Seeding ideas, cultivating success with EU-Moldova agriculture programme
Moldova’s climate and soils is ideal for growing fruit and vegetables. The country is one of the top ten worldwide exporters of apples and is famous for its grapes and walnuts. But the long-term focus on fruit meant that vegetables were often imported.
Sandunelu and Europlant spotted the gap in the market for homegrown vegetables. They grew their produce for Moldovan supermarkets and the hotel, restaurant and catering sector. But the relatively small amounts cultivated by these two family-run companies made it difficult for them to develop their businesses. Sandunelu started with only two hectares under production, before expanding to 50.
"We were inspired by several producers we visited in Ukraine. At first, it seemed strange to us when they said that the vegetable business is profitable, but then we decided to try,” says Ion Cojocaru, whose father founded Sandunelu. “We produced small quantities of onions, carrots and beetroots, which did not allow us to establish relationships with supermarket chains in the country. Therefore, we decided to gradually increase our area under production."
But growing more vegetables was not enough to make the businesses grow. As well as increasing the amount of produce, they had to modernise. Big buyers want fresh produce that is sorted for quality and size, as well as washed, weighed, packaged, labelled and, finally, prepared for delivery. Prospective buyers also ask for a year-round supply of packed vegetables, so the companies needed storage facilities for bigger stocks.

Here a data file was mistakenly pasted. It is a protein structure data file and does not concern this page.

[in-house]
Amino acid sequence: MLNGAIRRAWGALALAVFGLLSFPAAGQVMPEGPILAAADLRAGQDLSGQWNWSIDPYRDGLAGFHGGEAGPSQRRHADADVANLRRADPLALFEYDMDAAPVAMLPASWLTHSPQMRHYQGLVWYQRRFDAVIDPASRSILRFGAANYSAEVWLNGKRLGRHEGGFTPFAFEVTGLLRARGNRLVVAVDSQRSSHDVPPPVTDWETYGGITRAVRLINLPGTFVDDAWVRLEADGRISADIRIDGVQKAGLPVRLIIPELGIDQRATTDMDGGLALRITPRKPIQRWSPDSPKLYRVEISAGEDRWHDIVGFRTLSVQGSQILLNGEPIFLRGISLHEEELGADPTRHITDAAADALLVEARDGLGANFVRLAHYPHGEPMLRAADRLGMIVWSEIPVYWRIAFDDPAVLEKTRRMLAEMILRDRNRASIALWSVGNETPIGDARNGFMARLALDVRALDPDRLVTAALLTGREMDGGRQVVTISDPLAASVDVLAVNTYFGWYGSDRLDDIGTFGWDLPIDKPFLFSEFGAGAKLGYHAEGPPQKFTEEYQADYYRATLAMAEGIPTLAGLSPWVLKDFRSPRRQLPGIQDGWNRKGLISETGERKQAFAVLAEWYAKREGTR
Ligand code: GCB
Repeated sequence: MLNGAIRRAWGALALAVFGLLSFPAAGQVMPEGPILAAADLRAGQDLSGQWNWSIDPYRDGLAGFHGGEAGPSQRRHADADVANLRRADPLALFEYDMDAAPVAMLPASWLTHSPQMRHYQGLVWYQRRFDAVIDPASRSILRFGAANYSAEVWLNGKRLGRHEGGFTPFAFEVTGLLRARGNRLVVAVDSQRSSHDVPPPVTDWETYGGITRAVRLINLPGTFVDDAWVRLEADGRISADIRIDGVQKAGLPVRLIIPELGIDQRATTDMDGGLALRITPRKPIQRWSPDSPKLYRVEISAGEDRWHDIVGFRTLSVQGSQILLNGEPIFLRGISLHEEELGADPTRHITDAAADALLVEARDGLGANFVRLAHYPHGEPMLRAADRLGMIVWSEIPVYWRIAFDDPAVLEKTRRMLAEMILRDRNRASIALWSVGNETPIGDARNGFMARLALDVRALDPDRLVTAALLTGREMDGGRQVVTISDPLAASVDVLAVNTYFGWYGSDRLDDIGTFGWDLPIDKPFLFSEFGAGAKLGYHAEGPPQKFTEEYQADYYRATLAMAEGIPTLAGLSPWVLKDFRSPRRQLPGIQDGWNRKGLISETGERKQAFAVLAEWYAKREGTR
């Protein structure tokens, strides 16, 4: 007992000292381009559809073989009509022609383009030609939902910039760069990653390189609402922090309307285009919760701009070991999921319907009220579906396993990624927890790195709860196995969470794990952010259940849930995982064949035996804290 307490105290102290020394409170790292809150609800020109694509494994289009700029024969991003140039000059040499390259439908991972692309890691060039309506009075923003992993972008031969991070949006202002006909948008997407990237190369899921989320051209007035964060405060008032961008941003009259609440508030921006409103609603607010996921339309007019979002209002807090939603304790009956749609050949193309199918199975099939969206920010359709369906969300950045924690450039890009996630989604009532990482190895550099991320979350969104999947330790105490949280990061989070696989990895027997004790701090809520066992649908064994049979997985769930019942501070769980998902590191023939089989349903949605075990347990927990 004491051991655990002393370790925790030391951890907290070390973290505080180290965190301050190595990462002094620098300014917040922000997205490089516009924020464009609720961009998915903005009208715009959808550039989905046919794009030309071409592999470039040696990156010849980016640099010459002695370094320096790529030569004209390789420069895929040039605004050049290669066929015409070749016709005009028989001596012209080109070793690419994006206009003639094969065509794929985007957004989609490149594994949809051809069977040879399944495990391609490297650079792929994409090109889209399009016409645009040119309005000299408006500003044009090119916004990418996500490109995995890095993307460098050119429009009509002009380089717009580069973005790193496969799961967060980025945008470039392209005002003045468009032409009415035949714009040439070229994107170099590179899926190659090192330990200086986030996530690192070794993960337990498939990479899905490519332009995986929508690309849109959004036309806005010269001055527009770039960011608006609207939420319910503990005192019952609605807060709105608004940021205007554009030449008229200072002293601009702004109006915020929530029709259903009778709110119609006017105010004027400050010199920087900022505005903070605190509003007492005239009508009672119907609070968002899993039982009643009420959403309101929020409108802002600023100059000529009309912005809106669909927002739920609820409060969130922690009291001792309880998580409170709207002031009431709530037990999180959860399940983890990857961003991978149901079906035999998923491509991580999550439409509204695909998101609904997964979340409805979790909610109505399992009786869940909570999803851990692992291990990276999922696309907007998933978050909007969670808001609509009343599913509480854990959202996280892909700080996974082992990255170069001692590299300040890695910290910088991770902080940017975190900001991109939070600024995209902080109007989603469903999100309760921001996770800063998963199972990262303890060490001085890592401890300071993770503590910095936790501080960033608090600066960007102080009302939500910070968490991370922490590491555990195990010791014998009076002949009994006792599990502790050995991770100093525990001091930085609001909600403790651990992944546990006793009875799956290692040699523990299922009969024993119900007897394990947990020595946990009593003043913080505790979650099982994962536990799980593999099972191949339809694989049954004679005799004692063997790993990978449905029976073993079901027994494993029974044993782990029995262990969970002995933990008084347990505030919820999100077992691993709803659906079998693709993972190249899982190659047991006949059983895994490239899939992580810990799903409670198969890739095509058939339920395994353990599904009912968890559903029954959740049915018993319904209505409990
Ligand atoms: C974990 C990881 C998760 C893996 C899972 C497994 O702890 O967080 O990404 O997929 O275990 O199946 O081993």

“In the beginning, we packed the vegetables manually into 1.5, 2 or 5 kg packages,” says Cojocaru. “But this meant very high costs and we tried to identify alternatives.”
The results show in the record of individual companies, too. Sandunelu now supplies about 60% of all onions and carrots sold through supermarkets in Moldova.
EU-Moldova agriculture programme and economic policy
The Fruit Garden of Moldova programme supports the Moldovan horticulture sector, which is almost exclusively made up of small and medium-sized businesses. The programme is part of the European Union’s support for Moldova and aims to boost trade and economic growth, including agriculture and rural development. The Association Agreement signed in 2014 by Moldova and the European Union and contains the Deep and Comprehensive Free Trade Area (DCFTA) agreement, which has been laying the groundwork to facilitate the country’s access to the EU market for its products and services. The DCFTA foresees that Moldova, over the course of ten years, will pass under local legislation hundreds of EU Directives and regulations, with a view to becoming fully aligned to EU standards. While most of the benefits will be visible once the process is completed, already between 2014 and 2016 sales of preserved vegetables to the European Union increased by 455%, while exports of Moldovan preserved fruits and nuts more than doubled and chestnut sales almost tripled. Between 2015 and 2019, the share of Moldova’s exports going to Europe rose to 68% from around 50%.
The Fruit Garden of Moldova programme is helping develop Moldova’s horticulture value chain. The €120 million programme focusses on horticulture to improve the quality of fresh and processed produce from the fields to delivery. It follows the same structure and approach of an earlier European Investment Bank-funded project in Moldova aiming to modernise the wine sector.
These developments will create more and better-paid jobs in rural areas, with less migration out of Moldova. There are benefits for consumers, too, through safer, better quality, locally grown agricultural products, as well as lower prices.